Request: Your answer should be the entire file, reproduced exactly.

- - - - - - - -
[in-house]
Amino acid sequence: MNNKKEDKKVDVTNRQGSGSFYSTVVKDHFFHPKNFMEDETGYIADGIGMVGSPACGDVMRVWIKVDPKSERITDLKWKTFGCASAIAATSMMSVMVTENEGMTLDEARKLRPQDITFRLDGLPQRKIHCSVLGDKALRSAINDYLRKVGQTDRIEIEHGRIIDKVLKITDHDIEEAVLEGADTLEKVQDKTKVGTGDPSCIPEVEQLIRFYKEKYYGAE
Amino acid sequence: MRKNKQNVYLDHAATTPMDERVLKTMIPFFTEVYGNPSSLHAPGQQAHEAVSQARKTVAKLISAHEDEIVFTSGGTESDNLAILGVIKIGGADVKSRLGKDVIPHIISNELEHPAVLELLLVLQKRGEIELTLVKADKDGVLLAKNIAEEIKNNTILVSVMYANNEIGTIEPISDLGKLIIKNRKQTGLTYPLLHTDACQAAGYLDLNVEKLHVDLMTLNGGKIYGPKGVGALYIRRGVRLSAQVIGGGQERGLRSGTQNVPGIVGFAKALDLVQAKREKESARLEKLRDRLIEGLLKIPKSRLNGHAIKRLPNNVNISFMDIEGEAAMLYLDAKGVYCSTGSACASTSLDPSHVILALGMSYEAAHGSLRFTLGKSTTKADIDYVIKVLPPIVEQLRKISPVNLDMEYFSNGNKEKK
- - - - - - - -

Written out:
[in-house]
Amino acid sequence: MNNKKEDKKVDVTNRQGSGSFYSTVVKDHFFHPKNFMEDETGYIADGIGMVGSPACGDVMRVWIKVDPKSERITDLKWKTFGCASAIAATSMMSVMVTENEGMTLDEARKLRPQDITFRLDGLPQRKIHCSVLGDKALRSAINDYLRKVGQTDRIEIEHGRIIDKVLKITDHDIEEAVLEGADTLEKVQDKTKVGTGDPSCIPEVEQLIRFYKEKYYGAE
Amino acid sequence: MRKNKQNVYLDHAATTPMDERVLKTMIPFFTEVYGNPSSLHAPGQQAHEAVSQARKTVAKLISAHEDEIVFTSGGTESDNLAILGVIKIGGADVKSRLGKDVIPHIISNELEHPAVLELLLVLQKRGEIELTLVKADKDGVLLAKNIAEEIKNNTILVSVMYANNEIGTIEPISDLGKLIIKNRKQTGLTYPLLHTDACQAAGYLDLNVEKLHVDLMTLNGGKIYGPKGVGALYIRRGVRLSAQVIGGGQERGLRSGTQNVPGIVGFAKALDLVQAKREKESARLEKLRDRLIEGLLKIPKSRLNGHAIKRLPNNVNISFMDIEGEAAMLYLDAKGVYCSTGSACASTSLDPSHVILALGMSYEAAHGSLRFTLGKSTTKADIDYVIKVLPPIVEQLRKISPVNLDMEYFSNGNKEKK